When operating a small business, running a large corporation, or when it comes to personal finance it is imperative to understand financial markets and how they operate within the United States. The term financial market is explained as a mechanism that allows people to easily buy and sell financial claims (Titman, Keown, & Martin, 2011) and there are many different ways to conduct these transactions within these markets. There are three principal sets of stakeholders within financial markets with the first being borrowers. Borrowers are individuals or companies that need money to better position themselves for example an individual getting a student loan or a small business getting a small business loan. Savers are the second of these three key stakeholders. Just like borrowers, savers can be either an individual or a company with the main point being that they have money to invest.

Individuals who save typically save for a specific reason such as purchasing a new vehicle, a down payment on a house, or even to prepare for a difficult economy. When firms run a surplus and have extra cash they also save money and invest in things such as stocks and even other companies in a conglomerate merger. Financial institutions are the third key player regarding financial markets. Financial institutions help bring borrowers and savers together in order to facilitate desired transactions. The most common financial institutions are banks and credit unions because while they accept deposits and credit an account for that deposit, they also provide services such as loans and that money has to come from somewhere (investors).

The financial marketplace consists of commercial banks, finance companies, insurance companies, investment banks, and investment companies (Titman, Keown, & Martin, 2011). Within these entities another step is taken and can be broken down to be classified by the maturities of the securities traded in them. There are two main classifications with the first being the money market. Money markets are designed for short term debt instruments with the threshold period being one year or less. The second of these two classifications is the capitol market which is the exact opposite of the money market. Capitol markets are designed for long term debt instruments with a threshold period extending beyond one year. Complying With SEC Regulations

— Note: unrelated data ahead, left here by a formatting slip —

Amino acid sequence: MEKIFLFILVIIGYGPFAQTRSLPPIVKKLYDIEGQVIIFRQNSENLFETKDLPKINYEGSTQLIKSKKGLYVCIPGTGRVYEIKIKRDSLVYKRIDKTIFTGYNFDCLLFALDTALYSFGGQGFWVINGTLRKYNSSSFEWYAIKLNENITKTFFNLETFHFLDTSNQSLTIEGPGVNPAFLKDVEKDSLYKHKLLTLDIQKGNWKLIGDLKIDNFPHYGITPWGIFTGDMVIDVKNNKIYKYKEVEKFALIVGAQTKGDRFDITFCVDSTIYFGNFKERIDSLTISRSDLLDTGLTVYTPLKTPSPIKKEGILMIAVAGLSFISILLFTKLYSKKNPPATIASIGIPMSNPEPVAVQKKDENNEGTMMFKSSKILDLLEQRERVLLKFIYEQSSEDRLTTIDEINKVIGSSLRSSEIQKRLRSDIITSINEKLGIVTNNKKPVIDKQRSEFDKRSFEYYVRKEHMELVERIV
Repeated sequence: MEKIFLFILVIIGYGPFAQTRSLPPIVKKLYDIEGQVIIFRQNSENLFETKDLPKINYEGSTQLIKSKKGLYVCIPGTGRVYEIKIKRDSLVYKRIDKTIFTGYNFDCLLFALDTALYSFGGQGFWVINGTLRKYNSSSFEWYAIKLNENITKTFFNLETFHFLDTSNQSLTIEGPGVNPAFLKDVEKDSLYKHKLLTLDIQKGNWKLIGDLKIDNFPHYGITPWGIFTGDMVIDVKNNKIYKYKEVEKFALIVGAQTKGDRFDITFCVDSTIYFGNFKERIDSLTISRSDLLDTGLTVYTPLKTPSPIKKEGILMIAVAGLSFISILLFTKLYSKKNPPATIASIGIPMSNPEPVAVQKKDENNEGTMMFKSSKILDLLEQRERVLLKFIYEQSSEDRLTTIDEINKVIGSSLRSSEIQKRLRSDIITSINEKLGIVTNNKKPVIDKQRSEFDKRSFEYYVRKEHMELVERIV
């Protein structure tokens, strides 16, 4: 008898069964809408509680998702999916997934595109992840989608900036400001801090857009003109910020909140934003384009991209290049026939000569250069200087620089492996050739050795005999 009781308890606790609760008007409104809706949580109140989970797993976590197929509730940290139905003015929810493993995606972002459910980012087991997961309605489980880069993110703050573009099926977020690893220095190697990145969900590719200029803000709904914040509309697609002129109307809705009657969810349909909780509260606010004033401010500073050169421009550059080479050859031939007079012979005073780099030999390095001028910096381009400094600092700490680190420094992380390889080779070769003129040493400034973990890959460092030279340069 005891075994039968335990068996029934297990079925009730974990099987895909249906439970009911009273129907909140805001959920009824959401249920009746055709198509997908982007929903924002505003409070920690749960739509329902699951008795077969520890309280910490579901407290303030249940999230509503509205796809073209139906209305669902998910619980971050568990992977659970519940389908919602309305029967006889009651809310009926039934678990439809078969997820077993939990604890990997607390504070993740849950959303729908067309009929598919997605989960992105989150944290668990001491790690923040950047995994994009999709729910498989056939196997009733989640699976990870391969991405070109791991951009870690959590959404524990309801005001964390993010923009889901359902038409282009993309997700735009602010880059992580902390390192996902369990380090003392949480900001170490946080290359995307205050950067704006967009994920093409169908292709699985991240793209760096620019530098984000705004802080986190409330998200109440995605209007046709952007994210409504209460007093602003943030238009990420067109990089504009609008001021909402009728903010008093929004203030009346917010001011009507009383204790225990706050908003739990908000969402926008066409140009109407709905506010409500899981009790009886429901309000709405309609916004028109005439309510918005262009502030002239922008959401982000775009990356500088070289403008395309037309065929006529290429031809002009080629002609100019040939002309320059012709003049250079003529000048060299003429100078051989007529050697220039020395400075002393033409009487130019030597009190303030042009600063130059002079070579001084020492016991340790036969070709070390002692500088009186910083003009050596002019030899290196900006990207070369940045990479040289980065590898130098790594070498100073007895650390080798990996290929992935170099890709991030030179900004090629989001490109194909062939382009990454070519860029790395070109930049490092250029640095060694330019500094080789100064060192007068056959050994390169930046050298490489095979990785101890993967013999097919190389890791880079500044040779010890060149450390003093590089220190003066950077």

The U.S. Securities and Exchange Commission (SEC) is a federal agency and was formed in 1934 to enforce federal securities laws and to regulate the securities industry. In order to effectively oversee and regulate the securities industry the SEC is broken down into five main divisions which are corporation finance, trading and markets, investment management, enforcement, and lastly risk, strategy, and financial innovation. The Starbucks Corporation falls into several of these categories and must implement and enforce their own set of controls and procedures within the company in order to be in compliance with the SEC. Starbucks Corporation has put in place disclosure procedures and controls in an effort to ensure that all reports that are filed and submitted are within SEC regulations. These controls and procedures were designed to “ensure that material information required to be disclosed in our periodic reports filed or submitted under the Securities Exchange Act of 1934, as amended (the “Exchange Act”), is recorded, processed, summarized and reported within the time periods specified in the SEC’s rules and forms (Starbucks, 2012).

As with anything new an evaluation must occur and during the fourth quarter of the 2012 fiscal year Starbucks did exactly that with the participation and supervision of senior management and concluded that these controls were effective and worthy of SEC regulations. Another control implemented by Starbucks is financial reporting internal controls. Financial internal controls are a very crucial element within any company due to the severity of repercussions of inaccurate reporting. Starbucks put these controls in place to “provide reasonable assurance regarding the reliability of our financial reporting for external purposes in accordance with accounting principles generally accepted in the United States of America (Starbucks, 2012).